He also has some insights into social welfare and the problems with the private sector.
After all, he is therichest man in the world
. And while money isn't necessarily an indication of intelligence, he's clearly doingsomething
(I don't say this lightly either; I've been a loyal Apple user for 22 years, and even I can admit the guy's had a few good ideas here and there.)
Specifically, he talks about the relationships between research and development (R&D) and public versus private funding and how a historical look at the radical advancements in cancer treatment, the Internet, and more could serve as a guide for the future of the clean energy industry.
Here's a problem with investment strategies: Venture capitalists are looking for a return. And they usually want it fast, and they want it to be bigger than the cash that they put up in the first place.
Gates points out that this money-as-sole-incentive approach is kinda BS when the future of the planet is at risk. Instead, the people like him who can afford to take risks should be the ones doing so — even if the ROI doesn't come through quite as quick or strong as some hip tech startup.
There's no clear consensus on the most effective form of renewable energy — another factor that keeps those potential risk-taking investors away. After all, why should they throw their money at hydroelectric power if solar's going to end up running the market? And then what happens in another 100 years when wind power emerges as the best option?
Unfortunately, we can't make those perfect predictions until we've done more research and development, which is why Gates says we should take those risks while we still can and invest in everything that might help us to combat the climate crisis.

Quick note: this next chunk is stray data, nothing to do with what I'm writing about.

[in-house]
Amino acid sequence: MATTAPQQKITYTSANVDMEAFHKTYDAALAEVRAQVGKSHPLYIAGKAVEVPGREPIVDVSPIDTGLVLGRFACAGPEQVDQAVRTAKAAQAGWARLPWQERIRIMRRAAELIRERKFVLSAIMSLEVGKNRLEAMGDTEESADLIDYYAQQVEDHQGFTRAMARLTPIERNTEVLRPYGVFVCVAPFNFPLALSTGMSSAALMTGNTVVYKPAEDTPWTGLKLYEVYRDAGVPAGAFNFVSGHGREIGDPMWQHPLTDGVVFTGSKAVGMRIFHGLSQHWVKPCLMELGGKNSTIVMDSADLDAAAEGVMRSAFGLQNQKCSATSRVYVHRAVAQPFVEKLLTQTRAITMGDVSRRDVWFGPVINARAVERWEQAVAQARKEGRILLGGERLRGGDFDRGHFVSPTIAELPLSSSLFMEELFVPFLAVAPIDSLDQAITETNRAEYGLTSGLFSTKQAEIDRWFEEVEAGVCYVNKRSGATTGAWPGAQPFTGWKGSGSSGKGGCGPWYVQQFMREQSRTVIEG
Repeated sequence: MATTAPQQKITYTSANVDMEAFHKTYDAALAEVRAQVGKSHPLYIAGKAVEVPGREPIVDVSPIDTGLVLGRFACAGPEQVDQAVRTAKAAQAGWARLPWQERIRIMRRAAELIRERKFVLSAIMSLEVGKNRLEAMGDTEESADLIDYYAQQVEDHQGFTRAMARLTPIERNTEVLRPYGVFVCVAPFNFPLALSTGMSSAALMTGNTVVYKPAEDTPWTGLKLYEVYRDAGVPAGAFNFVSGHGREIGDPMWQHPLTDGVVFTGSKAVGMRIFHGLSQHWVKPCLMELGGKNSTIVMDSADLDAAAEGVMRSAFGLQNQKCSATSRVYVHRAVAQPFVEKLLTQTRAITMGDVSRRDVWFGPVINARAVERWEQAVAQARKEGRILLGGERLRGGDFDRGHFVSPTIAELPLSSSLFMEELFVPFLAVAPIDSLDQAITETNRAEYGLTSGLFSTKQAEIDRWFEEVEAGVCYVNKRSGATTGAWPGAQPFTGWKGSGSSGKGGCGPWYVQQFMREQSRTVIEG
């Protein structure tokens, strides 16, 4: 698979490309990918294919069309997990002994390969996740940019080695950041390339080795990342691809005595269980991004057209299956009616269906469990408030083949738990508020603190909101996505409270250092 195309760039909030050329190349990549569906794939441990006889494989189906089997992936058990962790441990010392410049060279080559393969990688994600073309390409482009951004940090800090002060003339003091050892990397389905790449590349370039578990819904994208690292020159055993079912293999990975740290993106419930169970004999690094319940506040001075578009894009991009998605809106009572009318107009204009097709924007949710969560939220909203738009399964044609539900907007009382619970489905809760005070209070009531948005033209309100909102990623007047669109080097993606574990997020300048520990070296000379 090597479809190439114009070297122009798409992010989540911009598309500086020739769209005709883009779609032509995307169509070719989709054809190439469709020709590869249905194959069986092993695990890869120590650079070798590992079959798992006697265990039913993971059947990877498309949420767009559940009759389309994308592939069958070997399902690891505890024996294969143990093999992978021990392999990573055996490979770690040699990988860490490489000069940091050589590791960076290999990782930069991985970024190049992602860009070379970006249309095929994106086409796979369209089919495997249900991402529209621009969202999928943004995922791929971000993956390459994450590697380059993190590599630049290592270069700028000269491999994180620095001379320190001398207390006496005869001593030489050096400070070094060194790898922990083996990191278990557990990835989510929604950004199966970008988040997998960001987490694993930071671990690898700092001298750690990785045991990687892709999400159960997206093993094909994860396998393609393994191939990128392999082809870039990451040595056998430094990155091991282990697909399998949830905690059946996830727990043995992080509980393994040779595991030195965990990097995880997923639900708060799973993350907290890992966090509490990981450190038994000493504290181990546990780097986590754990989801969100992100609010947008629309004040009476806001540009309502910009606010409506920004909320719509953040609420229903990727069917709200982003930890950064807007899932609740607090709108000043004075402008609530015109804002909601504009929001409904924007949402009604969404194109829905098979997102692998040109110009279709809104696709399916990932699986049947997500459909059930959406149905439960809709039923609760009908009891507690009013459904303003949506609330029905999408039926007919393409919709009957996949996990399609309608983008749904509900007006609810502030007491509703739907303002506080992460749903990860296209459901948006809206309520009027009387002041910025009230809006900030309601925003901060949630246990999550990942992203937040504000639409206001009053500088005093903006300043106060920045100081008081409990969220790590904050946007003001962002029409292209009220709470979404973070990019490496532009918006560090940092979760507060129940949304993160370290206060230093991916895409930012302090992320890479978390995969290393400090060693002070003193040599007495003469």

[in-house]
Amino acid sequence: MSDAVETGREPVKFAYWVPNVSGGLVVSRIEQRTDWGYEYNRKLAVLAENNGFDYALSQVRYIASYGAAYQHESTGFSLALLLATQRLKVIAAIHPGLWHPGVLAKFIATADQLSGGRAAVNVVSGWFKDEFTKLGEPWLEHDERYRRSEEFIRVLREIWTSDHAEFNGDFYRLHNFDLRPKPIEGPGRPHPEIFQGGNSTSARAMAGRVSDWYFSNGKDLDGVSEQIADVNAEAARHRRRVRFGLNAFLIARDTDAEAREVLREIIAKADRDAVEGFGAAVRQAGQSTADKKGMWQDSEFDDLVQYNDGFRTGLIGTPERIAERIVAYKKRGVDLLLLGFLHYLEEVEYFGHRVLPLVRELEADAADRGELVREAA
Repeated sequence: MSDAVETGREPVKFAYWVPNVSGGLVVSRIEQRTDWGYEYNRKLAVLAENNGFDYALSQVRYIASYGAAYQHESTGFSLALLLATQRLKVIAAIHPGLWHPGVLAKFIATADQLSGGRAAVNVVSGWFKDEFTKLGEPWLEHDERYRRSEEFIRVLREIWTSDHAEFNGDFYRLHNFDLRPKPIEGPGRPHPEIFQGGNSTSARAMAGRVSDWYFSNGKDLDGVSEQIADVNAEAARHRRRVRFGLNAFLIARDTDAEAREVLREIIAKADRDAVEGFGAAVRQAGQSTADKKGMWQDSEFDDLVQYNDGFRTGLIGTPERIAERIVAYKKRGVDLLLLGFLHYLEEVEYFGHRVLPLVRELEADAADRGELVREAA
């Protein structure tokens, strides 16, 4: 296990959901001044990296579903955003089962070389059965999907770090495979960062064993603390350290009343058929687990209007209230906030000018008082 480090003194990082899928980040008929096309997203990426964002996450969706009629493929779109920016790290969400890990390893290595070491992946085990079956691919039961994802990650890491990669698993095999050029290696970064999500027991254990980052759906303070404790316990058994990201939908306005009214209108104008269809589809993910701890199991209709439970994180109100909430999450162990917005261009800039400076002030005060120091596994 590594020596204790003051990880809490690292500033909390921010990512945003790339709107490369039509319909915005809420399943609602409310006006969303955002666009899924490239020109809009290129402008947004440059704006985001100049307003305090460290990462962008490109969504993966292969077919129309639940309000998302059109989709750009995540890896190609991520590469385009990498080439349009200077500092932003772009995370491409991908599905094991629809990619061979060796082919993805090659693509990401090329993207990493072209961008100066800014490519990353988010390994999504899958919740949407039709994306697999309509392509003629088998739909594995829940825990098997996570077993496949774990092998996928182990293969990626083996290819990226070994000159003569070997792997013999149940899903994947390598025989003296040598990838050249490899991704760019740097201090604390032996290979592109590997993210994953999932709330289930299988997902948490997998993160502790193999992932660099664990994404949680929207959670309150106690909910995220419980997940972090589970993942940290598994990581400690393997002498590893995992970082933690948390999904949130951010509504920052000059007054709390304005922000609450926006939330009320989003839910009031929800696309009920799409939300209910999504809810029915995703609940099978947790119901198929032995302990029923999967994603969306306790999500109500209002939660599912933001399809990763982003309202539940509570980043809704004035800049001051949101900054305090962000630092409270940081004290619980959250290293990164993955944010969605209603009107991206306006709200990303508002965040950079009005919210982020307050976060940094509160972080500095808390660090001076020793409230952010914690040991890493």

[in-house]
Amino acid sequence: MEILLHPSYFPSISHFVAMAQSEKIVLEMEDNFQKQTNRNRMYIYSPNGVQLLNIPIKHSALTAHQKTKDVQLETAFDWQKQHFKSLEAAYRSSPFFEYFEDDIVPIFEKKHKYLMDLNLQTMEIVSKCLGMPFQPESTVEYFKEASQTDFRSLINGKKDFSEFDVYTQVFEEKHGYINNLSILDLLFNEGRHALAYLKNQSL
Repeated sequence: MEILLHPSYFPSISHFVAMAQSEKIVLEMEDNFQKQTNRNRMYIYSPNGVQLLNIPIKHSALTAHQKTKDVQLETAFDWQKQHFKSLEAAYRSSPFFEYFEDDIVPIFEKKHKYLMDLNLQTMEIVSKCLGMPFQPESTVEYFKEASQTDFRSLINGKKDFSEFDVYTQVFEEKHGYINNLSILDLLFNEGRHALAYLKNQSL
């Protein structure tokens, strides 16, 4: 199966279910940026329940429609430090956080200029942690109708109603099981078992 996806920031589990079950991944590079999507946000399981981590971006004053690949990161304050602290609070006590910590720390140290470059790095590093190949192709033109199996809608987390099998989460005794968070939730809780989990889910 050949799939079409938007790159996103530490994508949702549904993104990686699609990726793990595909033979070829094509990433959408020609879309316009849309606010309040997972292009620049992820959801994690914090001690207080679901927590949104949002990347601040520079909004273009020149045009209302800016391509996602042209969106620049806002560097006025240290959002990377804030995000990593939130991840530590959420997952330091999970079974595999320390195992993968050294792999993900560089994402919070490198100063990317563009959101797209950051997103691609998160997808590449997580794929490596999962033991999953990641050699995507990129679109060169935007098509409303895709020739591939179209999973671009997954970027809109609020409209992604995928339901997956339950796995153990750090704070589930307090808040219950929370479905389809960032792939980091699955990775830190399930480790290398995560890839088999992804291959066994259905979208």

"U.S. government R&D has defined the state of the art in almost every area," Gates says, pointing to the development of nuclear energy, hydropower, shale-gas, and more. He argues that, historically speaking, most advancements of the 20th century came from government incentivizing the private sector, which in turn then invested in the people (because when profit is the only motivator, altruism is often left behind).
But the change has to start somewhere, right? We've already wasted too much time waiting for someone else to take the lead, which only allows for the problem to get worse. (Spoiler alert:It has
A lot of the issues he addresses about the current climate threat boil down to the never-ending debate between public and private sectors, between capitalism and socialism. But as Gates rightly points out, those issues are not nor have they ever been black and white.
Maybe that way we won't be have to choose between cash or the survival of the human race as our only two choices for return-on-investment. Because if "life itself" is not incentive enough to inspire innovation, what else is left to do?